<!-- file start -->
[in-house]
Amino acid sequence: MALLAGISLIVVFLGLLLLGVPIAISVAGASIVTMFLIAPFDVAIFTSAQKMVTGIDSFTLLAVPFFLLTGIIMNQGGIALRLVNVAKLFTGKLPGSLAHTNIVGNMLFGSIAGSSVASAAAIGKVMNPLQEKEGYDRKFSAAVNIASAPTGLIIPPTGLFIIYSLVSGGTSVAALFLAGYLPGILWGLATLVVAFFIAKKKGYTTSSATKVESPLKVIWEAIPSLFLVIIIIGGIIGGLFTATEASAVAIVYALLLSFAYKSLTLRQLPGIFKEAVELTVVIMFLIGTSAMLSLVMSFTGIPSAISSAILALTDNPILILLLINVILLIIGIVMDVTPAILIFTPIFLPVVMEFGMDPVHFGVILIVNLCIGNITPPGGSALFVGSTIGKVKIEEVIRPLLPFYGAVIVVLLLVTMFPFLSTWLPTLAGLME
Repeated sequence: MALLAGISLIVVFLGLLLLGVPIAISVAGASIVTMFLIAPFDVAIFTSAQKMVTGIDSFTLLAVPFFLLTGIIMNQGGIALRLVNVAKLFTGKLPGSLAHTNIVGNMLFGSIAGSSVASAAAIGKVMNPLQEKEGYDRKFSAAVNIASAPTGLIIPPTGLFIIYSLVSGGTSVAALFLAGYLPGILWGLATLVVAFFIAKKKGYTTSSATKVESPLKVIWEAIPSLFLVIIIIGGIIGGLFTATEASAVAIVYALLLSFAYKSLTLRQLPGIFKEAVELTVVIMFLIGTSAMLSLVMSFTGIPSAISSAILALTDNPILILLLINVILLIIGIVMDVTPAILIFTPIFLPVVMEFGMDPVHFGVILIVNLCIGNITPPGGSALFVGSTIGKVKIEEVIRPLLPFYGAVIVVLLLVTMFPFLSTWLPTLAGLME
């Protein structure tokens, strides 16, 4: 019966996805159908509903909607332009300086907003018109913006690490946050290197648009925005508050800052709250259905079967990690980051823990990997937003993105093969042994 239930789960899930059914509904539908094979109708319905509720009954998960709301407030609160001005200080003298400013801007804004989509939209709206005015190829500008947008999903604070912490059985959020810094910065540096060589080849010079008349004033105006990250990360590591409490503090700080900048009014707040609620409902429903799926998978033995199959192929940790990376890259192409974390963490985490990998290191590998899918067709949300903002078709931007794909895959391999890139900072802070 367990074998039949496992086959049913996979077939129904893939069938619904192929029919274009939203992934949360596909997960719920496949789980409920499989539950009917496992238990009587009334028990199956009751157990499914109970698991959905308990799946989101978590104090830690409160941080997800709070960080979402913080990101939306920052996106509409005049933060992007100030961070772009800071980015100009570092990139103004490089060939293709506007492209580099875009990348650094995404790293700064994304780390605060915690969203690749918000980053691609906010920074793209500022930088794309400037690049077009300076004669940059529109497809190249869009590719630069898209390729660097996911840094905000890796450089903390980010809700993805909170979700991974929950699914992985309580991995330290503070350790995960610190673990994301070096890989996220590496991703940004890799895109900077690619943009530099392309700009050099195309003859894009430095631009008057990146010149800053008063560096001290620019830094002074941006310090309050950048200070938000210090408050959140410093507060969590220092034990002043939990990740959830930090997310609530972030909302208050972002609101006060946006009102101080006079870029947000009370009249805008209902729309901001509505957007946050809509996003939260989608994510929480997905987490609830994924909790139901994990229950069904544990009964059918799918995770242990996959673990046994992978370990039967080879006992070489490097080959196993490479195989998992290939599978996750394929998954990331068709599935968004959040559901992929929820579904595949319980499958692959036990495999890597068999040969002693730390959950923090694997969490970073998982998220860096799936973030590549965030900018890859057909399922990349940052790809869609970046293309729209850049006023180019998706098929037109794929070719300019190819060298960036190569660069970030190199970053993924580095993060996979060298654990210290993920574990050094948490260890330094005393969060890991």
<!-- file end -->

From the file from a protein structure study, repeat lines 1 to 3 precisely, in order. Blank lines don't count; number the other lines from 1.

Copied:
[in-house]
Amino acid sequence: MALLAGISLIVVFLGLLLLGVPIAISVAGASIVTMFLIAPFDVAIFTSAQKMVTGIDSFTLLAVPFFLLTGIIMNQGGIALRLVNVAKLFTGKLPGSLAHTNIVGNMLFGSIAGSSVASAAAIGKVMNPLQEKEGYDRKFSAAVNIASAPTGLIIPPTGLFIIYSLVSGGTSVAALFLAGYLPGILWGLATLVVAFFIAKKKGYTTSSATKVESPLKVIWEAIPSLFLVIIIIGGIIGGLFTATEASAVAIVYALLLSFAYKSLTLRQLPGIFKEAVELTVVIMFLIGTSAMLSLVMSFTGIPSAISSAILALTDNPILILLLINVILLIIGIVMDVTPAILIFTPIFLPVVMEFGMDPVHFGVILIVNLCIGNITPPGGSALFVGSTIGKVKIEEVIRPLLPFYGAVIVVLLLVTMFPFLSTWLPTLAGLME
Repeated sequence: MALLAGISLIVVFLGLLLLGVPIAISVAGASIVTMFLIAPFDVAIFTSAQKMVTGIDSFTLLAVPFFLLTGIIMNQGGIALRLVNVAKLFTGKLPGSLAHTNIVGNMLFGSIAGSSVASAAAIGKVMNPLQEKEGYDRKFSAAVNIASAPTGLIIPPTGLFIIYSLVSGGTSVAALFLAGYLPGILWGLATLVVAFFIAKKKGYTTSSATKVESPLKVIWEAIPSLFLVIIIIGGIIGGLFTATEASAVAIVYALLLSFAYKSLTLRQLPGIFKEAVELTVVIMFLIGTSAMLSLVMSFTGIPSAISSAILALTDNPILILLLINVILLIIGIVMDVTPAILIFTPIFLPVVMEFGMDPVHFGVILIVNLCIGNITPPGGSALFVGSTIGKVKIEEVIRPLLPFYGAVIVVLLLVTMFPFLSTWLPTLAGLME